Feedback: a key element to promote circularity in Open Data Portals

Governments have embraced Open Data initiatives in the last decade to increase data accessibility and improve data sharing. However, assessing  the impact of Open Data from the perspective of different user groups is challenging. Some Open Data portals offer discussion forums and online forms for user input, and user stories. However, there is no standardised way to compare user feedback across the different Open Data initiatives. Feedback mechanisms, regardless of form, serve the same purpose: allow citizens to have a say in how government data is used and accessed. 


Feedback is a key element to promote circularity in Open Data initiatives. When an Open Data initiative has a circular trait, it promotes the reuse of data rather than generating new data. If the organisations behind Open Data initiatives do not take into account the feedback from users, for example, they may not be aware of existing datasets that should be improved to promote reuse.


Direct and indirect user feedback clues in Open Data Portals 


Direct user feedback can be collected through online, paper, or in-person interviews. Also, we can review user comments. User comments can be found in various places, such as social media, review sites, and forums. These comments can give insights into what users like and don’t like about the Open Data Portal.


The user feedback for an Open Data Portal can be indirectly obtained with analytic tools such as Google Analytics. Analytics tools can track how users interact with the Open Data Portal. This can include tracking what pages are being viewed, how long users spend on the site, and what search terms are used. 


Additionally, there are a few ways a user can give feedback for an Open Data Portal: 


  1. Use the Feedback Form: Most Open Data Portals have a feedback form somewhere on the site that users can fill out to provide feedback. 

  2. Contact the Portal Administrator: If there is no feedback form, users can try contacting the administrator of the Open Data Portal directly to provide feedback. 

  3. Use Social Media: Another option is to reach out to the Open Data Portal on social media and provide feedback that way.

Social media is an interesting source of information. The access to the users’ comments in social networks can be automated but their use for discovering user feedback is less straightforward if we compare with, for example, Google Analytics. What can we do to extract user feedback on Open Data Portals from social media?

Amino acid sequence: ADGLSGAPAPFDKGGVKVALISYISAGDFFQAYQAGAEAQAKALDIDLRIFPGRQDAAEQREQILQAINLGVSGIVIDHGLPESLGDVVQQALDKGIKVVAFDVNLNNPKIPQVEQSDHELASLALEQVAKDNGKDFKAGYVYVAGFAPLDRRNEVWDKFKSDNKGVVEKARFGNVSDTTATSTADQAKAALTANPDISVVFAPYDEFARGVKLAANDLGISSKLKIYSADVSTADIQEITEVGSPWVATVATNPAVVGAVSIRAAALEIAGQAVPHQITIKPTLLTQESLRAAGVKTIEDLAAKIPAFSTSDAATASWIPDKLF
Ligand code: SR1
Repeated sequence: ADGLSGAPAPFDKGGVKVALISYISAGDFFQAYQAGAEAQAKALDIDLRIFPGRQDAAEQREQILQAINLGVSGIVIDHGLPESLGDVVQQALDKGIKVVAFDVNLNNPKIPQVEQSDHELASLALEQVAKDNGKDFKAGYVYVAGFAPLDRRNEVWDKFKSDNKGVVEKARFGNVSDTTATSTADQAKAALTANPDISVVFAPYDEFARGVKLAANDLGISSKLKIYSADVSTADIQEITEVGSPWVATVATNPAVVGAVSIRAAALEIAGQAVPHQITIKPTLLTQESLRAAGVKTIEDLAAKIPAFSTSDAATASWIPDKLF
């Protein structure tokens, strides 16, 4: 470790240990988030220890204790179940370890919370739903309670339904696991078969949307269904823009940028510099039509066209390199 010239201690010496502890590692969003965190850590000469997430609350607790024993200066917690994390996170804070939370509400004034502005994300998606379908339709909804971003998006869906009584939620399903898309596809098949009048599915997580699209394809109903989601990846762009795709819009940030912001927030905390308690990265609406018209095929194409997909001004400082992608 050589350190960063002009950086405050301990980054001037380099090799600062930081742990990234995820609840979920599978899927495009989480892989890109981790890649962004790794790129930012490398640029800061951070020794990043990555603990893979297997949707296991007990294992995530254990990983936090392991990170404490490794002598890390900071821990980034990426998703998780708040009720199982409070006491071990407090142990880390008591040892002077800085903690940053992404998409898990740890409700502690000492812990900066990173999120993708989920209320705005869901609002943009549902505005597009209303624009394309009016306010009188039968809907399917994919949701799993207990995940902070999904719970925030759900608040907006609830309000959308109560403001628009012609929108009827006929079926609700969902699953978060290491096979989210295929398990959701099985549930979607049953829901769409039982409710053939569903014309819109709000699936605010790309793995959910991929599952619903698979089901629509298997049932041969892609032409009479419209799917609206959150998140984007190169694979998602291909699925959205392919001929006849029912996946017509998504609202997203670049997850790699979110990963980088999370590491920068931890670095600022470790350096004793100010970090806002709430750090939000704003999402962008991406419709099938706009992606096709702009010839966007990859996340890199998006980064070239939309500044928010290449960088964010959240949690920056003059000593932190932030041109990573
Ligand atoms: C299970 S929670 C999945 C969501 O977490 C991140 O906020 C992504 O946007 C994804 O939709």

Social Media as source of user feedback in Open Data Portals 


As a first step to study user feedback and to explore how to stimulate users’ engagement, we have analysed as part of our research in ODECO user feedback on social networks. Twitter is a commonly used platform by stakeholders and is accessible for systematic study. Our work published in Linking Theory and Practice of Digital Libraries 2022, Italy has analysed the buzz around Open Data initiatives on Twitter, and proposed a technique for collecting a set of variables that identify the main characteristics of Open Data initiatives and the Twitter activity around them. This has allowed us to identify connections and trends among open data initiative organisers, providers, and user groups. 


Conclusion: If you are not the administrator of the data initiatives, you don’t have direct access to the logs and analysis of analytic tools, or that the preparation of surveys is complex and, sometimes, with little success. Therefore, the most pragmatic and objective way to analyse feedback in different open data initiatives, is to analyse comments in social networks. Lastly, by analysing user feedback, by being circular, Open Data initiatives can better understand the user experience and identify areas for improvement.

Abdul Aziz, Early Stage Researcher

Advanced Information Systems Lab (IAAA) (
Aragon Institute of Engineering Research (I3A) (
Computer Science and Systems Engineering Department
University of Zaragoza
Edificio Ada Byron, C/ María de Luna, 1. 50018 – Zaragoza (Spain)


Abdul Aziz

University of Zaragoza, Spain